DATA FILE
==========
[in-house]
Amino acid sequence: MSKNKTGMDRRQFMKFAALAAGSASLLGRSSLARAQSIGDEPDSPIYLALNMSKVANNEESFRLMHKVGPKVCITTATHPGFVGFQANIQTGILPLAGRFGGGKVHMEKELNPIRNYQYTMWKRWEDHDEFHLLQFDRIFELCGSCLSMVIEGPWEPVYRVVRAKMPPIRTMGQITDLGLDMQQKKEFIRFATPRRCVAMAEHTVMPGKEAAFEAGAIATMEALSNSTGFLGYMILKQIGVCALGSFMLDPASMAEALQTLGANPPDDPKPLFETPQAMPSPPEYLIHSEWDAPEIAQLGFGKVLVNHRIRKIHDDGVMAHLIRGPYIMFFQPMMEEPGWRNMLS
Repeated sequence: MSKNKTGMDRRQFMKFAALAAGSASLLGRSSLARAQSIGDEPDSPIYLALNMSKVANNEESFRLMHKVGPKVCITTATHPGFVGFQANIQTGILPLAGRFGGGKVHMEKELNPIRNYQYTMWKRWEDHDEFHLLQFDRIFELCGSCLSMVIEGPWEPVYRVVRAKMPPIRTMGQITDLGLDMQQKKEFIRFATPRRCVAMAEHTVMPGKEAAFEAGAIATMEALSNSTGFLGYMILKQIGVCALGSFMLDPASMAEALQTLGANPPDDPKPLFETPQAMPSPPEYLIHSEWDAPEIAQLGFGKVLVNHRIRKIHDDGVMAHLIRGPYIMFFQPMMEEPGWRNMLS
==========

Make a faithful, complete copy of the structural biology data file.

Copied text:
[in-house]
Amino acid sequence: MSKNKTGMDRRQFMKFAALAAGSASLLGRSSLARAQSIGDEPDSPIYLALNMSKVANNEESFRLMHKVGPKVCITTATHPGFVGFQANIQTGILPLAGRFGGGKVHMEKELNPIRNYQYTMWKRWEDHDEFHLLQFDRIFELCGSCLSMVIEGPWEPVYRVVRAKMPPIRTMGQITDLGLDMQQKKEFIRFATPRRCVAMAEHTVMPGKEAAFEAGAIATMEALSNSTGFLGYMILKQIGVCALGSFMLDPASMAEALQTLGANPPDDPKPLFETPQAMPSPPEYLIHSEWDAPEIAQLGFGKVLVNHRIRKIHDDGVMAHLIRGPYIMFFQPMMEEPGWRNMLS
Repeated sequence: MSKNKTGMDRRQFMKFAALAAGSASLLGRSSLARAQSIGDEPDSPIYLALNMSKVANNEESFRLMHKVGPKVCITTATHPGFVGFQANIQTGILPLAGRFGGGKVHMEKELNPIRNYQYTMWKRWEDHDEFHLLQFDRIFELCGSCLSMVIEGPWEPVYRVVRAKMPPIRTMGQITDLGLDMQQKKEFIRFATPRRCVAMAEHTVMPGKEAAFEAGAIATMEALSNSTGFLGYMILKQIGVCALGSFMLDPASMAEALQTLGANPPDDPKPLFETPQAMPSPPEYLIHSEWDAPEIAQLGFGKVLVNHRIRKIHDDGVMAHLIRGPYIMFFQPMMEEPGWRNMLS